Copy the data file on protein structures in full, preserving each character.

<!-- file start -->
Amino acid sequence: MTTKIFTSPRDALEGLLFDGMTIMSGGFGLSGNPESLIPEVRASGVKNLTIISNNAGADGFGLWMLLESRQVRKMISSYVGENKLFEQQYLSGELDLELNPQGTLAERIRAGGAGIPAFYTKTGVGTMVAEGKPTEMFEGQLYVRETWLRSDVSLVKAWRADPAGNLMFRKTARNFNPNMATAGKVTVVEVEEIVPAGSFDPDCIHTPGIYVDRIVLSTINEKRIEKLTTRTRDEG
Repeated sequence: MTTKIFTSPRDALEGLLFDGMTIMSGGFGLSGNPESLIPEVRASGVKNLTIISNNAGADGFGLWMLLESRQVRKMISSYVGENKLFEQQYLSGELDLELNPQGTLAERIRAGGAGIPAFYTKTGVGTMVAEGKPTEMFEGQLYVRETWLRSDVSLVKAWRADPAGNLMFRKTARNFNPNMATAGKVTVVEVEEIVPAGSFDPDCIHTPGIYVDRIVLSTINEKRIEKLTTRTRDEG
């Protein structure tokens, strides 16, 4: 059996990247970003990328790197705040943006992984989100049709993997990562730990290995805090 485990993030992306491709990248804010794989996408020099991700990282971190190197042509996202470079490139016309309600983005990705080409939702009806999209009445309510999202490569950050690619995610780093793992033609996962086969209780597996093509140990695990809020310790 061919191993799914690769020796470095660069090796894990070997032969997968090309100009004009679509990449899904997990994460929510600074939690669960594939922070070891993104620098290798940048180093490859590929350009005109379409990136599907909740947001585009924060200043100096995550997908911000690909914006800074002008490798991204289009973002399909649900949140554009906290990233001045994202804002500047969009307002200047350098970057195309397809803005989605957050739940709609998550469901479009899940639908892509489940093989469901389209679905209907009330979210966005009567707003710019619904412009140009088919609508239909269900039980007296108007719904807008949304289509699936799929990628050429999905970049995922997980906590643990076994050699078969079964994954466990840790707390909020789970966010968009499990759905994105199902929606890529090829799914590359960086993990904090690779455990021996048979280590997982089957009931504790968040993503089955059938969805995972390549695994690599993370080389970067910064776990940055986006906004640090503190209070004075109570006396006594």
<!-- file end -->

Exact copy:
Amino acid sequence: MTTKIFTSPRDALEGLLFDGMTIMSGGFGLSGNPESLIPEVRASGVKNLTIISNNAGADGFGLWMLLESRQVRKMISSYVGENKLFEQQYLSGELDLELNPQGTLAERIRAGGAGIPAFYTKTGVGTMVAEGKPTEMFEGQLYVRETWLRSDVSLVKAWRADPAGNLMFRKTARNFNPNMATAGKVTVVEVEEIVPAGSFDPDCIHTPGIYVDRIVLSTINEKRIEKLTTRTRDEG
Repeated sequence: MTTKIFTSPRDALEGLLFDGMTIMSGGFGLSGNPESLIPEVRASGVKNLTIISNNAGADGFGLWMLLESRQVRKMISSYVGENKLFEQQYLSGELDLELNPQGTLAERIRAGGAGIPAFYTKTGVGTMVAEGKPTEMFEGQLYVRETWLRSDVSLVKAWRADPAGNLMFRKTARNFNPNMATAGKVTVVEVEEIVPAGSFDPDCIHTPGIYVDRIVLSTINEKRIEKLTTRTRDEG
């Protein structure tokens, strides 16, 4: 059996990247970003990328790197705040943006992984989100049709993997990562730990290995805090 485990993030992306491709990248804010794989996408020099991700990282971190190197042509996202470079490139016309309600983005990705080409939702009806999209009445309510999202490569950050690619995610780093793992033609996962086969209780597996093509140990695990809020310790 061919191993799914690769020796470095660069090796894990070997032969997968090309100009004009679509990449899904997990994460929510600074939690669960594939922070070891993104620098290798940048180093490859590929350009005109379409990136599907909740947001585009924060200043100096995550997908911000690909914006800074002008490798991204289009973002399909649900949140554009906290990233001045994202804002500047969009307002200047350098970057195309397809803005989605957050739940709609998550469901479009899940639908892509489940093989469901389209679905209907009330979210966005009567707003710019619904412009140009088919609508239909269900039980007296108007719904807008949304289509699936799929990628050429999905970049995922997980906590643990076994050699078969079964994954466990840790707390909020789970966010968009499990759905994105199902929606890529090829799914590359960086993990904090690779455990021996048979280590997982089957009931504790968040993503089955059938969805995972390549695994690599993370080389970067910064776990940055986006906004640090503190209070004075109570006396006594």